Suppose you took earth and gave it approximately 3 times the air, with most of the extra being N2 or Ar.

Combustion goes up with the partial pressure of oxygen. So unless we want to burn down the planet around our ears, at 45 psi, we want only 7% O2 or so. This much Nitrogen starts implying nitrogen narcosis, but we will assume that the natives evolved with this pressure, or that visitors can use medication.

Three times the atmosphere will still be fairly transparent. There will be some additional heating in the air from absorption of sunlight, but the bulk will be at the surface.

Tropopause will be much higher.

Three times the air will mean 3 times the water vapour. Days that are now thin cloud would be heavily overcast. Heavy overcast would become dim twilight.

This may reduce sunlight that reaches the surface, resulting in heating that takes place more evenly through the atmosphere.

Stronger greenhouse effect? Move the planet out a few million km?

Rainfall intensity could be brutal.

A rising parcel of air would have much more energy available, and the density differential would be greater. This would mean either a smaller temperature differential would be needed to separate a parcel of air from the surface, and/or updrafts would be incredibly violent.

With more turbulent weather, lightning would be more frequent. Updrafts could support both larger raindrops and larger hail. Being outside in a hail storm could be lethal.

Wind would have 3 times the force at a given velocity. Dust would be picked up at lower velocity, and due to increased drag, would take longer to settle out of the air.

Any other thoughts on the effect of air density on weather?


1 Answer 1


Actually, you wouldn't get more water vapor (unless the temperature also rose); the vapor pressure of water is dependent on temperature, not ambient pressure. The boiling point of water would be higher (just as it's lower on high mountains, with less ambient pressure) but evaporation should work as it does on Earth.

The greenhouse effect would not be increased if you only add nitrogen and argon, since these are not greenhouse gases, but if all non-oxygen gases (including CO2) are increased proportionately, it would be. However, three times current CO2 levels is still less than was probably the case in the Jurassic and Cretaceous, so the planet would remain habitable (though the hotter regions might not be suitable for unprotected humans, depending on humidity levels in those areas).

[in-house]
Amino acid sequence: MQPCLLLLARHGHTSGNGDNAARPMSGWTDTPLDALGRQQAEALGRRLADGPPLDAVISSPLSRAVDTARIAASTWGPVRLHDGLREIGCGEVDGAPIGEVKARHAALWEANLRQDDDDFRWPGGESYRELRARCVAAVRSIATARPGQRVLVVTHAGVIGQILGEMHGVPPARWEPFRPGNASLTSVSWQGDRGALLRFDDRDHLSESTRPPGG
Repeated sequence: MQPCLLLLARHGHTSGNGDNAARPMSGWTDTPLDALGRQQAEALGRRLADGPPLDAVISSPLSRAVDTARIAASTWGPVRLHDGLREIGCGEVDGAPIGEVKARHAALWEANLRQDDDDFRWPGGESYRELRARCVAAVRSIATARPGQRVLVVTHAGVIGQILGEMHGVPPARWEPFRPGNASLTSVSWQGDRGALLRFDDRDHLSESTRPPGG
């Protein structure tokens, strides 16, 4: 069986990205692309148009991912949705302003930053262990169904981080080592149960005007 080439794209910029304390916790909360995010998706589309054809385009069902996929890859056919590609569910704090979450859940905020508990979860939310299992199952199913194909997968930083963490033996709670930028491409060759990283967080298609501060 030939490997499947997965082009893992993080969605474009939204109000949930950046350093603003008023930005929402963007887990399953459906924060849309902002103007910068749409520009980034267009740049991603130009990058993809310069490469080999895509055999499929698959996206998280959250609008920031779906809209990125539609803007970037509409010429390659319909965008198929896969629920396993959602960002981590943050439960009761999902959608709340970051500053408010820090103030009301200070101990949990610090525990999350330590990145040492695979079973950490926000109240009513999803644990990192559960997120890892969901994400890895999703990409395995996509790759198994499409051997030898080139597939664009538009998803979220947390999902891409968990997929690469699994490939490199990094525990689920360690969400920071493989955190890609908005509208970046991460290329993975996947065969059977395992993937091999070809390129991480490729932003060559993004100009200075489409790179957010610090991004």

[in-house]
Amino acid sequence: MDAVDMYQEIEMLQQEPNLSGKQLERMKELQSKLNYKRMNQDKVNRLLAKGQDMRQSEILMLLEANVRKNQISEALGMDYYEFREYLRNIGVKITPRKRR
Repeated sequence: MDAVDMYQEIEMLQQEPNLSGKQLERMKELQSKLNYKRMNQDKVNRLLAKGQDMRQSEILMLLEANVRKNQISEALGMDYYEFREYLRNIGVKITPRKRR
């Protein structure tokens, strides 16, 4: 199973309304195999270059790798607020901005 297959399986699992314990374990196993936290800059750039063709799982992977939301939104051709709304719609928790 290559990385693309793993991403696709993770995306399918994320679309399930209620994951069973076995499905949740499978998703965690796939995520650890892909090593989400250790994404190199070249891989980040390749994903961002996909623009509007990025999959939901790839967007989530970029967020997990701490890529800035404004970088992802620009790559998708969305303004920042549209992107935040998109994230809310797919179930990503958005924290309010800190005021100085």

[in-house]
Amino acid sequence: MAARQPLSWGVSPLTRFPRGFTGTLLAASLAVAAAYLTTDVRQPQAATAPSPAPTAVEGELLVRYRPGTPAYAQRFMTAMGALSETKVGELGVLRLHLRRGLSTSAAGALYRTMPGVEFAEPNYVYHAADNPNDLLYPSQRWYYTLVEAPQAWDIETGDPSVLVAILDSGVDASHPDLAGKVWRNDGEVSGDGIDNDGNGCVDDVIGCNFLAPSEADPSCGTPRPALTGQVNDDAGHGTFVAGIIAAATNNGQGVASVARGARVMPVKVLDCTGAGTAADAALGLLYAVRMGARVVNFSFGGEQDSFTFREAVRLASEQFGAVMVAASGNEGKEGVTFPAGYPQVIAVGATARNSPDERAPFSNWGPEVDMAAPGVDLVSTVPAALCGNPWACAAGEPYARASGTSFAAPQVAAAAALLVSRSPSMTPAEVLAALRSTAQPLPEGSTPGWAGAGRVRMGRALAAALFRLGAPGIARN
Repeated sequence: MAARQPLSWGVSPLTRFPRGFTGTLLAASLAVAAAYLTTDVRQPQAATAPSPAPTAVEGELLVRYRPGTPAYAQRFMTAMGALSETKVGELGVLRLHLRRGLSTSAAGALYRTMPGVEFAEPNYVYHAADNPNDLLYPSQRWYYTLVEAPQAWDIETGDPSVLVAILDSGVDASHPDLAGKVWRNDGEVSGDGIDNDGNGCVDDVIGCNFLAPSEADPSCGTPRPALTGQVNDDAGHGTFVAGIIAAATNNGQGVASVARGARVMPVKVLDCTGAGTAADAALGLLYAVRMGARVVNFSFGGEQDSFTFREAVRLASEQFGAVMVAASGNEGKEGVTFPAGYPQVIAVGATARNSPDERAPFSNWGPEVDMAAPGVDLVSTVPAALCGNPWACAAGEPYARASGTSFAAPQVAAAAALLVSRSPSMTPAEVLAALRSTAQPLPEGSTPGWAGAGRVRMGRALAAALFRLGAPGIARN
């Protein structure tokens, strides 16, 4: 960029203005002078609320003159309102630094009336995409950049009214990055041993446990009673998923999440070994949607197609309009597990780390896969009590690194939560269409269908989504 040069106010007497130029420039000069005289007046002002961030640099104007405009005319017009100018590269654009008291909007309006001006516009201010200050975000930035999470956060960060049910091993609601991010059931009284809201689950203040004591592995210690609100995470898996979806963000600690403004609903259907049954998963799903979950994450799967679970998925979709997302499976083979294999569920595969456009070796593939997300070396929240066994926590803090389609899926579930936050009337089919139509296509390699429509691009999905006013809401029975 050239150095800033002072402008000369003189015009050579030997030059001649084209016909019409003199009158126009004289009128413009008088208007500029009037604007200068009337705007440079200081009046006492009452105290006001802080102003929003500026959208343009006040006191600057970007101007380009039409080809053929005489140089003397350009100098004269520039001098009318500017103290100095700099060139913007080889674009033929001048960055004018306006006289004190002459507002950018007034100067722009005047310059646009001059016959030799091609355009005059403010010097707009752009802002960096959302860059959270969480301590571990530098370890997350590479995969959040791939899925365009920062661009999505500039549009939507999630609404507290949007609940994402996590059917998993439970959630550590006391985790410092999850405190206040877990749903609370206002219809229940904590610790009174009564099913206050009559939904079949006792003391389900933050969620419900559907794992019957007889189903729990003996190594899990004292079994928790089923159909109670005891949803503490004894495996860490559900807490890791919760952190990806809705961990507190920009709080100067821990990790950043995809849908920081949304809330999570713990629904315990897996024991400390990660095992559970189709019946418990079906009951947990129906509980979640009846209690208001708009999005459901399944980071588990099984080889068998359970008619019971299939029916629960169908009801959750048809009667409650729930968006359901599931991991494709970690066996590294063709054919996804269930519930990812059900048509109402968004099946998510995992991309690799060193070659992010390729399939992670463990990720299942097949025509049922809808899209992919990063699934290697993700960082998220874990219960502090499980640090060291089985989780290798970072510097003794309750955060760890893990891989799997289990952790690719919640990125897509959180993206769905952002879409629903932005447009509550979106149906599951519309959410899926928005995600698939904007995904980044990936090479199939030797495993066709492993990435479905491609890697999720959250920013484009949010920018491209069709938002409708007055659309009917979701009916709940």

Hail storms... hmm. Even if hailstones were larger, they would fall more slowly (terminal velocity will be less due to the greater air resistance) so they might not be more destructive unless they were a lot larger.

  • $\begingroup$ Plus one for you catching my error on partial pressure. If PP is the same, then potential latent energy is the same. Momentum is larger though. Implies slower moving air masses. Weather is so confusing. $\endgroup$ Mar 1, 2017 at 3:24
  • $\begingroup$ Greenhouse effect would be larger just due to having a 3 times thicker atmosphere, wouldn't it? $\endgroup$ Mar 1, 2017 at 3:30
  • $\begingroup$ Well your 'classic' greenhouse effect strictly due to atmospheric gases absorbing & re-radiating thermal IR from the planet shouldn't be increased by increasing the quantity of gases that are transparent to thermal IR anyway. There could totally be subtler effects that changed the final temperature though - convective transport of heat from surface to atmosphere might be more effective, denser atmosphere could support clouds better, etc. $\endgroup$ Mar 1, 2017 at 6:15
  • $\begingroup$ It is though. Thickness of the layer affects the number of times that it is absorbed and re-radiated. Sleeping with 3 blankets. While you don't have a higher percentage of water or CO2, you just have more of it between the surface and space. $\endgroup$ Mar 1, 2017 at 15:11
  • $\begingroup$ Yeah, I was talking about same absolute quantity of greenhouse gases, not same percentage. The nitrogen, argon, and oxygen shouldn't be absorbing meaningful amounts of thermal IR. $\endgroup$ Mar 2, 2017 at 6:00

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